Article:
Once upon a time I was a little red haired gawky girl with not a lot of red haired literary role models. (My Mother did not prefer I choose Pippi Longstocking as a role model. As a parent, I don’t blame her.) However, there was one literary character that I loved: Anne Shirley of “Anne of Green Gables.”
I think every little girl who loves the Anne books wants a puffed sleeve dress like the one Matthew gives to Anne. I finally decided I would fulfill my dream MANY years later. And what 40 year old doesn’t want a puffed sleeve dress? Hee!
I have been collecting various pieces of vintage lace for about 2 years now, hoping that one day I would A)have enough lace for the project and B)have a place to wear it. I discovered earlier this year that I had enough lace for about 3 dresses. Didn’t stop me from buying one more large piece from my friend California Jen, but it did slow the progression of purchasing… When I heard about the Mantorville Old Tyme Days Extravaganza and Costume Contest on the MNSOC (Minnesota Society of Costumers) page, I decided that there really wasn’t any reason to wait any longer.
I started with the 1892 Ball Gown Bodice from Truly Victorian and did it in 3 layers. – cotton lining, cotton twill interlining and silk dupioni outer layer. I layered the bodice with some decorated netting in the front, followed by 2 layers of antique lace trim and covered the rest of the bodice in the leftover lace from the skirt. (More on that later.) I took an antique lace collar and added a piece of lace trim to the top to give the flat collar a tall collar piece. and sewed it onto the top of the bodice. The puffed sleeves were also 3 layers – netting, silk and cotton lining. I added a silk cuff to the bottom, and then sewed a yard each of gorgeous vintage bobbin lace to the bottoms of the cuffs. I put a modesty panel in the back and closed the back with hooks and eyes. I wasn’t able to add the hooks to the lace collar in time, so the Chick sewed me into the collar for Mantorville.
I wore the bodice over my old burgundy silk Victorian corset. However, after a day of 90 degree heat I had sweated some red dye into the inside of the bodice. Not sure how it is going to be removed without damaging the lace, but hopefully it can be done.
For the skirt I took my old 18th century silk petticoat that was lined in cotton and used that as the base. On top I layered the netting, which had the large piece of lace sewn to it. I sewed it with several pieces reaching to the waist, and the pieces in between arching down. It took several hours to carefully cut the lace from the netting, but the end result was worth it. I gathered it to the silk skirt with the flat lace pieces lying flat on the waistband, and the netting sections sewn in stacked box pleats in between the lace pieces. I put a silk waistband on top.
I had found a cotton petticoat with stiff netting at the bottom at a Bridal Fair I attended while searching for accessories for my Betty Haynes blue dress, and snapped it up for only $3.00. It worked great under the skirt.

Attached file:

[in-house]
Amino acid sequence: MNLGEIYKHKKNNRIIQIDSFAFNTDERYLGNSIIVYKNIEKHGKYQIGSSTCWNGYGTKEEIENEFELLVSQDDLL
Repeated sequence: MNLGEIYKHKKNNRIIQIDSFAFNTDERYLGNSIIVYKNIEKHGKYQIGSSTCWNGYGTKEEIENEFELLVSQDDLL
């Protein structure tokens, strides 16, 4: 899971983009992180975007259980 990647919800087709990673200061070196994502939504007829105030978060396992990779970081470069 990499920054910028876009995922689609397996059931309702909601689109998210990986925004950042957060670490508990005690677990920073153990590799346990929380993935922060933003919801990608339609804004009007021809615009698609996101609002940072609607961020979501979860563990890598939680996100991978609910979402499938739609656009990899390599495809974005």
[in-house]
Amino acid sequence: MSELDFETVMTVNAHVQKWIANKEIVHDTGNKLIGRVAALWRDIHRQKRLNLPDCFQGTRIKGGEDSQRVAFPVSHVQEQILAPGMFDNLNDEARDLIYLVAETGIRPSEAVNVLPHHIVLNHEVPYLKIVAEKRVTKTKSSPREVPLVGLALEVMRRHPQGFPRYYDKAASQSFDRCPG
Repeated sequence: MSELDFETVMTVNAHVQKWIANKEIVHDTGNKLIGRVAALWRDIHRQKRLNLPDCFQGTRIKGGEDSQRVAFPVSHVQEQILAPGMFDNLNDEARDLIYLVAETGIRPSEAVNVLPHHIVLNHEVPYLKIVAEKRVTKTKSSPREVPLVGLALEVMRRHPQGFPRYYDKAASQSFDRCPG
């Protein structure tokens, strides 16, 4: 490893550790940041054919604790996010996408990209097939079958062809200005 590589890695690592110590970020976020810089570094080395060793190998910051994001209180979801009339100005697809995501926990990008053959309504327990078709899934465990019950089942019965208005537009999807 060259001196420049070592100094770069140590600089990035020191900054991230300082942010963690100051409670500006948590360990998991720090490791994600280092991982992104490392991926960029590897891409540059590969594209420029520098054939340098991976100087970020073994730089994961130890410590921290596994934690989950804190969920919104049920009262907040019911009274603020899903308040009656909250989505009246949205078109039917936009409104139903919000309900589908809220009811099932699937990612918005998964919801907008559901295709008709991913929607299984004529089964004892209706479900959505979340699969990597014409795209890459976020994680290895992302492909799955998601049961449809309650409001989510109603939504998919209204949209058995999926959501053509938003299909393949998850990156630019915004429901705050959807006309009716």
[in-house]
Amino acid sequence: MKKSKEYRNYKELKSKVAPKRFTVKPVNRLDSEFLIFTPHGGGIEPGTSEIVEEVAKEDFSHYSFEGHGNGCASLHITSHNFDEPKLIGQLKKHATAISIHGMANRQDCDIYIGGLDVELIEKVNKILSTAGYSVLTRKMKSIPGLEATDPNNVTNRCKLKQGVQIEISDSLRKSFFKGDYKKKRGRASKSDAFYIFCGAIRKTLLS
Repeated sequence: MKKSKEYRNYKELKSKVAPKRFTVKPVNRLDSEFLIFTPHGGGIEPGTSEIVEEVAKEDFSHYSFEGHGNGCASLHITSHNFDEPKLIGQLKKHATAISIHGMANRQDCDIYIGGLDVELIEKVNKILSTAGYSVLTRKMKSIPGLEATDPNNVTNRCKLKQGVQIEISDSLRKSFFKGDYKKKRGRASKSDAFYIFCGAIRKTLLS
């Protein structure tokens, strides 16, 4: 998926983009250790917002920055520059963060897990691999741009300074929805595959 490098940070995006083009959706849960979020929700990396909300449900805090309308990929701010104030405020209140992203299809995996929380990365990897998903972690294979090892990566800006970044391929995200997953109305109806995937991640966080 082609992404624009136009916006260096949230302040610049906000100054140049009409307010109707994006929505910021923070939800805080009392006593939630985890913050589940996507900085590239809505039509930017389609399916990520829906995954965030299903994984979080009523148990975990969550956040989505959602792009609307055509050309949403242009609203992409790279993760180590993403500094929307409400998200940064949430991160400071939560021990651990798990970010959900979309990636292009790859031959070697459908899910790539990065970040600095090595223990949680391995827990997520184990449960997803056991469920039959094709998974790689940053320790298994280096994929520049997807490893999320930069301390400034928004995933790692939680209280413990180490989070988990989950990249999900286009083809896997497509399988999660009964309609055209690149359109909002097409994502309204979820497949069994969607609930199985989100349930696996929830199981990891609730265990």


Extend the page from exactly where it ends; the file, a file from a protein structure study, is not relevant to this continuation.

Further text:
The dress was time consuming in that the lace placement and fussy cutting took awhile, but the overall effect when done was lovely. Originally I was going to wear it with the bodice on the outside, but with my long torso it just looked silly. So we put the overskirt over the bodice, and tied a netting sash over it and I loved the final look.
For accessories I wore my new white Oak Tree Farms boots, which are unlikely to be worn again. The heels were REALLY high and my arches were killing me. Luckily I had brought an extra pair of shoes along in case this happened.
I also wore pearl drop earrings, carried a basic Asian style parasol as I don’t have a lace one, and a 1950s style beaded purse that was the same color as my dress. At some point here I will make a coordinating bag and get a nicer parasol, but considering this was a pretty laid back fair I figured it was ok.
For my hair I used photos from the movie “Anne of Avonlea” for inspiration, and watched several tutorials on You Tube. I decided I really didn’t want to rat the heck out of my hair, so I pinned a fake hair braid most of the way around my head, and then layered curled hair over it for the poufy effect the Gibson Girls have. I took a fake hair scrunchie and pinned it to the back of my head to approximate a bun. The Chick smoothed out any little bits I missed, and I sprayed the entire thing with heavy hold hairspray. I wore it in 90 degree heat inside and outside for over 10 hours and my hair still looked great.
The whole fair was great fun, and the Chick won “Best Victorian Costume” for her Victorian Bathing Suit. I had a woman ask me if my dress was actually an original dress from 1895, and that was probably the best compliment I got all day.
We can’t wait to go back to Mantorville next year. Friendly welcoming people who are very into costuming, beautiful town, restored 1913 Opera Theatre, and excellent food at the Hubbell House.
I was really very pleased with how the dress turned out. I wasn’t sure how the front drapey bits would look on someone as busty as me, but I liked the affect. The only things I will likely do to change the outfit are to shorten the skirt (through the waist so I don’t mess with the pretty hem) since I am no longer wearing the Oak Tree Farms boots with the dress, and to get a better sash for the dress. Otherwise I love it, puffed sleeves and all.
Its kind of fun to fulfill a childhood dream.